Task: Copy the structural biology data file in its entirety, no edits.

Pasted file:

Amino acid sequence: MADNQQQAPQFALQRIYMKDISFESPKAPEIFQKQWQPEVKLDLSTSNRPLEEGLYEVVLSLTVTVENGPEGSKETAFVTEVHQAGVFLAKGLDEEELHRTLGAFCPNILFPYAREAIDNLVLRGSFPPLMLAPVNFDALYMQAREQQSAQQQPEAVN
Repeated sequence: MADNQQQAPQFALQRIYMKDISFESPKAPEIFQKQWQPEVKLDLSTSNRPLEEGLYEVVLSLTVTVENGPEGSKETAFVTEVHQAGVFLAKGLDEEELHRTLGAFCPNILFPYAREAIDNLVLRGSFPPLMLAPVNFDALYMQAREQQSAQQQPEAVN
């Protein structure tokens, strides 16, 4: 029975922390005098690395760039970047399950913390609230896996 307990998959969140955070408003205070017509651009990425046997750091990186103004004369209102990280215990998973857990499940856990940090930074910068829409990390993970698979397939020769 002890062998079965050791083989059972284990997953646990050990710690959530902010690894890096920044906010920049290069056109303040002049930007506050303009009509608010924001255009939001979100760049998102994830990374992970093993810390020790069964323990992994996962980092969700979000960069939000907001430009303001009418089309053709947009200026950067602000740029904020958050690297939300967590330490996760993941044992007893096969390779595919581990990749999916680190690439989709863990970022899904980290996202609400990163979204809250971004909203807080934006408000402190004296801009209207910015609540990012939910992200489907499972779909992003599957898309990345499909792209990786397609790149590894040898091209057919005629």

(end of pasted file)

Amino acid sequence: MADNQQQAPQFALQRIYMKDISFESPKAPEIFQKQWQPEVKLDLSTSNRPLEEGLYEVVLSLTVTVENGPEGSKETAFVTEVHQAGVFLAKGLDEEELHRTLGAFCPNILFPYAREAIDNLVLRGSFPPLMLAPVNFDALYMQAREQQSAQQQPEAVN
Repeated sequence: MADNQQQAPQFALQRIYMKDISFESPKAPEIFQKQWQPEVKLDLSTSNRPLEEGLYEVVLSLTVTVENGPEGSKETAFVTEVHQAGVFLAKGLDEEELHRTLGAFCPNILFPYAREAIDNLVLRGSFPPLMLAPVNFDALYMQAREQQSAQQQPEAVN
């Protein structure tokens, strides 16, 4: 029975922390005098690395760039970047399950913390609230896996 307990998959969140955070408003205070017509651009990425046997750091990186103004004369209102990280215990998973857990499940856990940090930074910068829409990390993970698979397939020769 002890062998079965050791083989059972284990997953646990050990710690959530902010690894890096920044906010920049290069056109303040002049930007506050303009009509608010924001255009939001979100760049998102994830990374992970093993810390020790069964323990992994996962980092969700979000960069939000907001430009303001009418089309053709947009200026950067602000740029904020958050690297939300967590330490996760993941044992007893096969390779595919581990990749999916680190690439989709863990970022899904980290996202609400990163979204809250971004909203807080934006408000402190004296801009209207910015609540990012939910992200489907499972779909992003599957898309990345499909792209990786397609790149590894040898091209057919005629």